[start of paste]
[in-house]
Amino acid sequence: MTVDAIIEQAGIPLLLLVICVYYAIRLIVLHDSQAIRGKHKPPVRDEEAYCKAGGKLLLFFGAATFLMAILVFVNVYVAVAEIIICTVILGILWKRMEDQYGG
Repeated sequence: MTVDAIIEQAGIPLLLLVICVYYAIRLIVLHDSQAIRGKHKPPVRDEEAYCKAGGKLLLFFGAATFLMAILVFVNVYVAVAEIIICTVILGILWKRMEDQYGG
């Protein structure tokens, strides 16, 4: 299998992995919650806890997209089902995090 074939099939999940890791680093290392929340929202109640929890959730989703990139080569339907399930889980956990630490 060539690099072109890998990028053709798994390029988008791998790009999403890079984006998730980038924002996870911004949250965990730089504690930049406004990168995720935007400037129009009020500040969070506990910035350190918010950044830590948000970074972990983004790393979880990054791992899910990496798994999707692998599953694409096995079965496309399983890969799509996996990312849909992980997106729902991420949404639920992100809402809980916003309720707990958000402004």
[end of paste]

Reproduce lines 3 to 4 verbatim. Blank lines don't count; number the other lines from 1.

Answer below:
Repeated sequence: MTVDAIIEQAGIPLLLLVICVYYAIRLIVLHDSQAIRGKHKPPVRDEEAYCKAGGKLLLFFGAATFLMAILVFVNVYVAVAEIIICTVILGILWKRMEDQYGG
């Protein structure tokens, strides 16, 4: 299998992995919650806890997209089902995090 074939099939999940890791680093290392929340929202109640929890959730989703990139080569339907399930889980956990630490 060539690099072109890998990028053709798994390029988008791998790009999403890079984006998730980038924002996870911004949250965990730089504690930049406004990168995720935007400037129009009020500040969070506990910035350190918010950044830590948000970074972990983004790393979880990054791992899910990496798994999707692998599953694409096995079965496309399983890969799509996996990312849909992980997106729902991420949404639920992100809402809980916003309720707990958000402004």